Between 1542 and 1544 he went to Rome, where he painted the Visitation in the church of Santo Spirito. The influence of Michelangelo’s monumental figures and Raphael was already evident in his works. Under the guidance of Perino he painted the frescoes in Sala Paolina of Castel Sant’Angelo and a few years later, between 1548 and 1551 he worked with Daniele da Volterra and painted the frescoes in the chapel of Della Rovere in Trinità dei Monti. He enrolled to Accademia di San Luca and worked on other important decorative works at Palazzo Farnese and Palazzo Massimo alle Colonne.

In 1552 he went to Naples and in 1557 he began to work in the abbey of Montecassino. He painted an altarpiece with Madonna and Child with Saints John and Andrew for the monastery of Santa Maria di Monte Albino (Nocera, church of San Bartolomeo) where you can see the influence of his Roman period, the works of Michelangelo, Perin del Vaga and Daniele da Volterra. The same year he painted the frescoes in different halls of the abbey of Montecassino, which were destroyed during the World War II.

He returned to Naples, where he continued to paint his works which were increasingly influenced by the Mannerist style. He mixed Roman and Tuscan styles and enriched his works by taking inspiration from new works, such as those of Polidoro da Caravaggio, which he saw in Naples.

In 1568 Pino returned to Rome. Between 1569 and 1570 he painted the Resurrection of Christ for the Oratory of the Banner, which recalls the paintings of Francesco Salviati as well as those of Taddeo Zuccari. During this period, he worked hard, and he was often helped by his workshop, especially in the execution of large altarpieces. He traveled between Rome and Naples for the next decade.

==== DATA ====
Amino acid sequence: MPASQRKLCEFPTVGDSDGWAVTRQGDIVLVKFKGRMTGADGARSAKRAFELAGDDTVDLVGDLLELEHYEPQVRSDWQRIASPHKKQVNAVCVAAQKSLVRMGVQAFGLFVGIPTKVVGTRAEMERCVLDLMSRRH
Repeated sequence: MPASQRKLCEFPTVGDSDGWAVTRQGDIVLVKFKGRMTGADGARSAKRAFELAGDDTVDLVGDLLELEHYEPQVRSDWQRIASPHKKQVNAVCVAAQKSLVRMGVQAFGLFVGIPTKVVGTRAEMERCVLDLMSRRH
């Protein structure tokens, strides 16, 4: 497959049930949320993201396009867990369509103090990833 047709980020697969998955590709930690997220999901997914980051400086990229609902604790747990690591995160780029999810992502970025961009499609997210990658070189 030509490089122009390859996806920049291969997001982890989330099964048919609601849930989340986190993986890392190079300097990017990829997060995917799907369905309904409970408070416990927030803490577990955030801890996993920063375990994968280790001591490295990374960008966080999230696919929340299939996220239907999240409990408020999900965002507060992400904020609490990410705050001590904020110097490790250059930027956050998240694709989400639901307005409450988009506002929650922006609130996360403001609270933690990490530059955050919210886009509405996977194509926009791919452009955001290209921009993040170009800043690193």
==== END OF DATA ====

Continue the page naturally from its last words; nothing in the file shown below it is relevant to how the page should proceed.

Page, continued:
He died in Naples in 1583.

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Marco Pino
Museum's Details

Monte dei Paschi di Siena Foundation was established on August 28, 1995 with the conferment of banking activity and it is the oldest bank in the world still operating. The headquarters is in Palazzo Sansedoni of Piazza del Campo, Siena, and the main mission is to carry out philanthropic activities in cultural, artistic and environmental sectors.

The foundation owns and preserves two collections: the collection of Artworks and Malandrini collection of photographs. Both collections can be found on digital version online. The artwork collection includes 57 pieces representing prestigious examples of Sienese art, some of which have been lost for centuries. A special committee of scholars and art historians was set up to identify the works of Sienese school between the 13th and 18th century. Among the artworks there are Segna di Bonaventura’s Madonna with Child Enthroned, St. Bartholomew, St. Ansanus and a Donor, Maestro dell’Osservanza’s Santa Lucia, Brescianino’s Madonna with Child and Little St. John, Ventura Salimbeni’s Santa Cecilia, Francesco Vanni’s Lamentation over the Dead Christ, Rutilio Manetti’s St. Jerome in Penitence and Bernardo Mei’s Holy Family with Magdalene.

The Malandri collection was named after the founder, photographer Ferruccio Malandrini, and it was established in 1975. The collection includes historical photographs from Siena territory, taken between 1853 and 1950. There are 135 units in the collection. The units consist of different themes, origins and technical and historical characteristics and in total they include 11,389 photographs.